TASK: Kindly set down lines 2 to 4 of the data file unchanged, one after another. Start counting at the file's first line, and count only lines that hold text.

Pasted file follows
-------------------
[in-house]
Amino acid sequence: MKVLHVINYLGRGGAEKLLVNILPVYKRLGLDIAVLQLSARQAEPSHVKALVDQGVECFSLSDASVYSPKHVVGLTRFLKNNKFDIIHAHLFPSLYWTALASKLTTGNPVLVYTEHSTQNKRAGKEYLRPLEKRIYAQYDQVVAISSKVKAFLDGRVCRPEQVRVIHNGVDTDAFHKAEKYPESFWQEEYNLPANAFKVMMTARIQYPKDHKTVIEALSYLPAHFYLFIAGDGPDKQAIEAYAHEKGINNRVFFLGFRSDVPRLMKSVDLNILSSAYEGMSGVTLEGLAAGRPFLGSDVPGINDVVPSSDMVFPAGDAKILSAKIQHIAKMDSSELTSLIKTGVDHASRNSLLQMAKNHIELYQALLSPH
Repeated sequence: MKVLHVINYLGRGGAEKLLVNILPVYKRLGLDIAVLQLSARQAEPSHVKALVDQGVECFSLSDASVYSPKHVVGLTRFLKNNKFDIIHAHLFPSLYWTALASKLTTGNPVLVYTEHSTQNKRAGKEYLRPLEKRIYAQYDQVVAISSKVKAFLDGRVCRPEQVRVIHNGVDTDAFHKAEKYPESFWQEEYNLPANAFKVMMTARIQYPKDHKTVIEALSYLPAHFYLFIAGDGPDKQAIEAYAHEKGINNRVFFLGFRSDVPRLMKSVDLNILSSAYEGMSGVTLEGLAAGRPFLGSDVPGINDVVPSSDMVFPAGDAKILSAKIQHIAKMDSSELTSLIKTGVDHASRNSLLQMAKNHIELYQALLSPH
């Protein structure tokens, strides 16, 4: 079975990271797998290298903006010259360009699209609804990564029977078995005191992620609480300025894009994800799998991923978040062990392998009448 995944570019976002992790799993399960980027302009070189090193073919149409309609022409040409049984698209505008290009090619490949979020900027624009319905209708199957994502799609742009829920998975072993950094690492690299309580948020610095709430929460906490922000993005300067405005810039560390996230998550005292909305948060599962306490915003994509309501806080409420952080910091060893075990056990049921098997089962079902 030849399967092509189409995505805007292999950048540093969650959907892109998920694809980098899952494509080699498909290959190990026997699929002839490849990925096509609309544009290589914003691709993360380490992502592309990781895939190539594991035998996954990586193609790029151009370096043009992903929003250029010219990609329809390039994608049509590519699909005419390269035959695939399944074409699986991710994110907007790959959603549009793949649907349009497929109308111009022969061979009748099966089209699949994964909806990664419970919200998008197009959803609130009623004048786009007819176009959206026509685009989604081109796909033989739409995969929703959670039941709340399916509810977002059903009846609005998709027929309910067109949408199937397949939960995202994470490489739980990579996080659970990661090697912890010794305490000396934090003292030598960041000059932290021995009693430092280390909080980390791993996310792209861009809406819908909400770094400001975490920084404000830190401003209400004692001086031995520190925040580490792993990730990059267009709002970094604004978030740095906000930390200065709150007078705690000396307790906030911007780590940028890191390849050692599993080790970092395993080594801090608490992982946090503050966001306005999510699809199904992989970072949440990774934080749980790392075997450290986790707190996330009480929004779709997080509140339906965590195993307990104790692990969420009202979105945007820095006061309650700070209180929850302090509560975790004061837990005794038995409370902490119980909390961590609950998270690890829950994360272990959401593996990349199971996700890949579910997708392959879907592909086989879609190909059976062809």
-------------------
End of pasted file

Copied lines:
Amino acid sequence: MKVLHVINYLGRGGAEKLLVNILPVYKRLGLDIAVLQLSARQAEPSHVKALVDQGVECFSLSDASVYSPKHVVGLTRFLKNNKFDIIHAHLFPSLYWTALASKLTTGNPVLVYTEHSTQNKRAGKEYLRPLEKRIYAQYDQVVAISSKVKAFLDGRVCRPEQVRVIHNGVDTDAFHKAEKYPESFWQEEYNLPANAFKVMMTARIQYPKDHKTVIEALSYLPAHFYLFIAGDGPDKQAIEAYAHEKGINNRVFFLGFRSDVPRLMKSVDLNILSSAYEGMSGVTLEGLAAGRPFLGSDVPGINDVVPSSDMVFPAGDAKILSAKIQHIAKMDSSELTSLIKTGVDHASRNSLLQMAKNHIELYQALLSPH
Repeated sequence: MKVLHVINYLGRGGAEKLLVNILPVYKRLGLDIAVLQLSARQAEPSHVKALVDQGVECFSLSDASVYSPKHVVGLTRFLKNNKFDIIHAHLFPSLYWTALASKLTTGNPVLVYTEHSTQNKRAGKEYLRPLEKRIYAQYDQVVAISSKVKAFLDGRVCRPEQVRVIHNGVDTDAFHKAEKYPESFWQEEYNLPANAFKVMMTARIQYPKDHKTVIEALSYLPAHFYLFIAGDGPDKQAIEAYAHEKGINNRVFFLGFRSDVPRLMKSVDLNILSSAYEGMSGVTLEGLAAGRPFLGSDVPGINDVVPSSDMVFPAGDAKILSAKIQHIAKMDSSELTSLIKTGVDHASRNSLLQMAKNHIELYQALLSPH
């Protein structure tokens, strides 16, 4: 079975990271797998290298903006010259360009699209609804990564029977078995005191992620609480300025894009994800799998991923978040062990392998009448 995944570019976002992790799993399960980027302009070189090193073919149409309609022409040409049984698209505008290009090619490949979020900027624009319905209708199957994502799609742009829920998975072993950094690492690299309580948020610095709430929460906490922000993005300067405005810039560390996230998550005292909305948060599962306490915003994509309501806080409420952080910091060893075990056990049921098997089962079902 030849399967092509189409995505805007292999950048540093969650959907892109998920694809980098899952494509080699498909290959190990026997699929002839490849990925096509609309544009290589914003691709993360380490992502592309990781895939190539594991035998996954990586193609790029151009370096043009992903929003250029010219990609329809390039994608049509590519699909005419390269035959695939399944074409699986991710994110907007790959959603549009793949649907349009497929109308111009022969061979009748099966089209699949994964909806990664419970919200998008197009959803609130009623004048786009007819176009959206026509685009989604081109796909033989739409995969929703959670039941709340399916509810977002059903009846609005998709027929309910067109949408199937397949939960995202994470490489739980990579996080659970990661090697912890010794305490000396934090003292030598960041000059932290021995009693430092280390909080980390791993996310792209861009809406819908909400770094400001975490920084404000830190401003209400004692001086031995520190925040580490792993990730990059267009709002970094604004978030740095906000930390200065709150007078705690000396307790906030911007780590940028890191390849050692599993080790970092395993080594801090608490992982946090503050966001306005999510699809199904992989970072949440990774934080749980790392075997450290986790707190996330009480929004779709997080509140339906965590195993307990104790692990969420009202979105945007820095006061309650700070209180929850302090509560975790004061837990005794038995409370902490119980909390961590609950998270690890829950994360272990959401593996990349199971996700890949579910997708392959879907592909086989879609190909059976062809």